It’s very unlikely that they will go down from 10,000 units to just 1,000 units BUT you’ll never know without asking! Generally speaking there’s no cost in communicating so I would simply suggest asking them outright what the absolute lowest MOQ they can offer is. Tell them that you’re a new customer and would like to test the product/market before committing to a larger order.

Sometimes suppliers can do lower MOQs but will ask for a slightly higher price to cover their set-up costs. Sometimes, if it’s a very large manufacturer, they won’t bargain at all – it really does depend on each individual situation.

There are also situations where a manufacturer has an affiliated trading company that deals with smaller quantity orders. So you could also enquire about that.

Sometimes a manufacturer has some stock already done, in warehouse & ready for dispatch. In cases like these, you can get basically any quantity you want.

As for modifications to samples – again, this will depend on the supplier and the size of the order you’re placing. If it means just switching a part to a better one, they will probably do this, depending on what quantity you’re after.

But new shapes/designs will definitely require a new mould, which can cost from $2k up to $5k and more, so for a small order it won’t be cost effective.

Hi Andrew,

Three words.

Informative, Digestible, Pleasing.

I am in the process of making my first sample order from China to the UK. Like most first time importers the burden of the various agencies involved carved away at my confidence. I found myself questioning whether to continue or to call it quits. HRMC, DHL and the various other official leading entities and authorities do a really bad job at explaining the process.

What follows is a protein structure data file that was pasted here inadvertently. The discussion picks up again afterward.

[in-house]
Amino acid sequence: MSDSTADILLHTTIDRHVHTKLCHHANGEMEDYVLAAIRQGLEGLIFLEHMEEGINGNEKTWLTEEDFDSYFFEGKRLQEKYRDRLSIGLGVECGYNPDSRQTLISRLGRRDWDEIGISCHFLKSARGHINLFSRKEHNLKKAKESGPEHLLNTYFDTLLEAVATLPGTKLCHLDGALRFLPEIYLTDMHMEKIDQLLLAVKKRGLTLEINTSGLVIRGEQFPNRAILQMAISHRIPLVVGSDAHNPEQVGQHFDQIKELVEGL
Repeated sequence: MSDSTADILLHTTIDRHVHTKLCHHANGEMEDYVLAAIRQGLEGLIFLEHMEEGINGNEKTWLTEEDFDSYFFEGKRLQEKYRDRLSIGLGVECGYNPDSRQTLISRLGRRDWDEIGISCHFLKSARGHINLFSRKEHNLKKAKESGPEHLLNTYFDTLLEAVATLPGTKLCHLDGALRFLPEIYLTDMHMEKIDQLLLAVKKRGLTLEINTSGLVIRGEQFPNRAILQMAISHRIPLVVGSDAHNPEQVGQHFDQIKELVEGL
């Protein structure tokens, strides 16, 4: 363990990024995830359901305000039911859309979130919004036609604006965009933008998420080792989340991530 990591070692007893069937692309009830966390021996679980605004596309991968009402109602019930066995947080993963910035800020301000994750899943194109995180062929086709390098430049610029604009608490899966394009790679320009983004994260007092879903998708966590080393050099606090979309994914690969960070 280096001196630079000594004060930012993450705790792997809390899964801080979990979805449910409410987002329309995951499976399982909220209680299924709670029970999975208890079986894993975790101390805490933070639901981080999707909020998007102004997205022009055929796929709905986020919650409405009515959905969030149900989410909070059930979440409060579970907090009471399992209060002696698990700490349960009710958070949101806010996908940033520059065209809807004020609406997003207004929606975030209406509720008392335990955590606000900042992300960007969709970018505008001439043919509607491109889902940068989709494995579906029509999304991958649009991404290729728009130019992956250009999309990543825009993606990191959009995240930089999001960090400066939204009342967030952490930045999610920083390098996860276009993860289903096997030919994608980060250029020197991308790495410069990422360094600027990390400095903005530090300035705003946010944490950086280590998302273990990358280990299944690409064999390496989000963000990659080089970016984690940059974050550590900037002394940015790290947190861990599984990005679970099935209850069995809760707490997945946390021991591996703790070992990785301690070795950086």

Thankfully I stumbled across your website and began to read. Before I knew it, to my amazement all of my questions were being answered. Article after article, I found myself absorbing all the information and at one point even considering myself a consultant to others.

I don’t normally type up feedback for many people or websites but I felt compelled to do so. You have saved me a lot of research and are perhaps the reason my business adventure may fly off in the right direction.

Kind regards,
Ahmad

****

Thanks Ahmad, it’s always an absolutely great feeling to receive emails like this, and it really does make all of the hard work worthwhile, so thank you! 🙂

That’s it for today and for this week. If you want your question to be featured in the next instalment in our Q&A series, then feel free to get in touch with me via the contact form on this page.

I’m now off to enjoy the weekend! 🙂

See you all on Monday!

Thanks,
Andrew

2 Comments
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  1. Hi Andrew,

    I know this a silly question but I will ask anyway.
    Do you need to set up a company in order to import goods or you can import without having to create one?

    Thank you

    L.B

    1. Andrew Minalto

      No, you don’t need to set-up a company to start importing.